Chan is No. 1 in women's doubles but she needs to find a new partner
Chan is the latest Asian woman to reach No. 1 in doubles but she faces a major hurdle to stay there
Current WTA World No.1 doubles player Latisha Chan was in Singapore over the weekend to promote the launch of ticket sales for the final edition of the BNP Paribas WTA Finals Singapore presented by SC Global.
The Taiwanese has said repeatedly how proud she felt to represent Asia at a global level. She also revealed when she was starting out, she used to look up to Zheng Jie, China's Grand Slam doubles champion.
In the past two decades, Asia has seen a surge of success in women's doubles.
Prior to Zheng, Ai Sugiyama from Japan was a former world No.1 doubles player who qualified to compete in both singles and doubles at the WTA Finals in 2003.
A wave of Asians followed, including Sania Mirza, Hsieh Su-wei, Peng Shuai, and today Chan, who have all held the world No. 1 ranking in doubles and also tasted Grand Slam success.
Mirza, who won both her WTA Finals titles in Singapore, has established herself as the most successful Indian tennis player in history, and is one of the most high-profile and well-paid athletes in the country.
Doubles is a game of quick reflexes, flamboyant net-play and fast-paced serve-and-volley action.
It is a game which provides a different type of entertainment where unique strategies like the "I Formation" and poaching are used to change the match's rhythm to keep opponents guessing.
In the past two decades, Asia has seen a surge of success in women’s doubles.Melissa Pine, on the likes of Sania Mirza, Hsieh Su-wei and Latisha Chan, who have all been world No. 1 in doubles
Many professional tennis players carve out a career as doubles specialists, focusing most of their training specifically on perfecting their volleys, serves, approach shots and return of serves.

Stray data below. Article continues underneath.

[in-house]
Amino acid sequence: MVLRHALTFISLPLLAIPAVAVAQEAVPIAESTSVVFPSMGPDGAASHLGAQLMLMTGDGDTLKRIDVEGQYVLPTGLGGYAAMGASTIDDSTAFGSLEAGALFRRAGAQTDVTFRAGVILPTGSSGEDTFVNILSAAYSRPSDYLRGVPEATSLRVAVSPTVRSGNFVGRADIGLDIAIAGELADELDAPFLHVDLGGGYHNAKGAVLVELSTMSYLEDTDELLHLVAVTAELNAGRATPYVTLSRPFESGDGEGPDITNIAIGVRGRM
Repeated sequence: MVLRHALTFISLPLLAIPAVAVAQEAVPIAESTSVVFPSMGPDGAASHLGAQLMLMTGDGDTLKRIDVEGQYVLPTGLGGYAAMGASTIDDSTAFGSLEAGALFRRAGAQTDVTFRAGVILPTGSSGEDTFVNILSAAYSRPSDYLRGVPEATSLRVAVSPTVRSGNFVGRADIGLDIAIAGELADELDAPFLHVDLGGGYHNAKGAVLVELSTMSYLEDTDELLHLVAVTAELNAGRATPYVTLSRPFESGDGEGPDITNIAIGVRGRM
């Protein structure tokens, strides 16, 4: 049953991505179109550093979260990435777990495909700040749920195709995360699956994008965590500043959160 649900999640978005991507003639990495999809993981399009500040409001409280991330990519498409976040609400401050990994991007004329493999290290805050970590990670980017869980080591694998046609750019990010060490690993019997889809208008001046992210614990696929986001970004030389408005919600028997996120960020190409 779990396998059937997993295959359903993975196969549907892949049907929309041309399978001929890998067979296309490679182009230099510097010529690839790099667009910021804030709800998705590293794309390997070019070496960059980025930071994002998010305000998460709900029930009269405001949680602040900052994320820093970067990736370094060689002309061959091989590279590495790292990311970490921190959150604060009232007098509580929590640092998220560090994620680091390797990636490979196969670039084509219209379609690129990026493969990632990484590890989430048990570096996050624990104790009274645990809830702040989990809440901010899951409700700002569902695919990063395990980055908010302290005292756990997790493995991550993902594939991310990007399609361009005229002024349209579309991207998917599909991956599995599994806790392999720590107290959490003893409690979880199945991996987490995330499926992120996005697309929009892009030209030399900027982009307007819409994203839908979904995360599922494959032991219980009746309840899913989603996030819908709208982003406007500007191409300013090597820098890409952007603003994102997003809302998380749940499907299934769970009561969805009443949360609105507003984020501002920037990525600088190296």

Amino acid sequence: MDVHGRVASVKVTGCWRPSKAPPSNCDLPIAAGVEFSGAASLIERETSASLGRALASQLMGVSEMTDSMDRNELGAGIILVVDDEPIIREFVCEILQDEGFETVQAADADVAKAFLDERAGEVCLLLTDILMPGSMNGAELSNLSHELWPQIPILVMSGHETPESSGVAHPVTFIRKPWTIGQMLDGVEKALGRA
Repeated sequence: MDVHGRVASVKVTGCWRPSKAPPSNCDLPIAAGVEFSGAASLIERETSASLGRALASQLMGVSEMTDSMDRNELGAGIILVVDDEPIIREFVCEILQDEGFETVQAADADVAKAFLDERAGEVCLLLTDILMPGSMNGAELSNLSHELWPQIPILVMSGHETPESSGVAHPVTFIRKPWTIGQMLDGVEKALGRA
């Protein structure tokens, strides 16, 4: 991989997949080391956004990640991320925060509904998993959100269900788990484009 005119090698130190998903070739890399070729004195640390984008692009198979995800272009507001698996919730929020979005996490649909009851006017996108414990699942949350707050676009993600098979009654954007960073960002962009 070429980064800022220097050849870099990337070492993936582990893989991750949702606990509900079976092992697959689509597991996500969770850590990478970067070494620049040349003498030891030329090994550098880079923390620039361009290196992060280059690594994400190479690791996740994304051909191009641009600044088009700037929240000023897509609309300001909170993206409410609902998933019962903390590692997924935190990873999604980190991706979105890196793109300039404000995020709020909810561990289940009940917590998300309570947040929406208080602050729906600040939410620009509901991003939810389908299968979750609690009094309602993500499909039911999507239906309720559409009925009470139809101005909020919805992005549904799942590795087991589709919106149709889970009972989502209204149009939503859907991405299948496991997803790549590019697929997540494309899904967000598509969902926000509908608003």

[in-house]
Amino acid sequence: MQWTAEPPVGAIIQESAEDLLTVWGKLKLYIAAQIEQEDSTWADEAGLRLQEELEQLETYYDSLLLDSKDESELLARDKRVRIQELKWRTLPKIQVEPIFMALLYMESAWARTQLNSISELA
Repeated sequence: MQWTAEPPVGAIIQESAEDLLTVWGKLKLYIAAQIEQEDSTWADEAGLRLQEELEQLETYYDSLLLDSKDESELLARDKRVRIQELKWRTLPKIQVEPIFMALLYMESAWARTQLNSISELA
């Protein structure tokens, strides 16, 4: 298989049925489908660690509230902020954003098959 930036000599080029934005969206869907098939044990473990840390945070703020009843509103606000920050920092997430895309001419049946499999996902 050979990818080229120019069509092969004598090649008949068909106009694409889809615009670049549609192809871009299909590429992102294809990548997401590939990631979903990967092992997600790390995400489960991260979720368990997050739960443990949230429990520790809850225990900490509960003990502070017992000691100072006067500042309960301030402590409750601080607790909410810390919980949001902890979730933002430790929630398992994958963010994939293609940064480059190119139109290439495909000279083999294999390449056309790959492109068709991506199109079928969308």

In doubles, placement is critical and rallies occur more often at the net which requires players to develop outstanding accuracy and ball control.
Watching the best doubles teams, you will see various formations, patterns of play and switch-ups.
Doubles players need to be quick-thinking, creative, adaptable and have a multi-dimensional game to outsmart and outlast their opponents as a team.
It involves a lot of collaboration and communication between partners.
Similar to any relationship, the level of trust and respect between doubles partners is a major contributing factor to their success.
At 29, Chan already holds 28 WTA doubles titles, including a US Open doubles title. She also reached the semi-finals of the 2015 WTA Finals Singapore with her sister, Angel Chan.
In what was arguably her breakout year in 2017, she partnered Martina Hingis and qualified for the third consecutive time to play in Singapore, and reached the top of the rankings.
But this season, she will have to find a new partner after Hingis retired last year.
She touched on it over the weekend, how it seemed as if she would have to undergo a complete reboot of her system.
She wants to make it back here in October, so keep your eyes peeled on the Porsche Race to Singapore as a new doubles partnership looks to join elite company at the Indoor Stadium.
Melissa Pine is the vice-president of WTA Asia-Pacific and the tournament director of the BNP Paribas WTA Finals Singapore presented by SC Global. She is also a former NCAA player at Washington State University and served as assistant coach of the team post-graduation. To find out more about the WTA Finals, visit www.wtafinals.com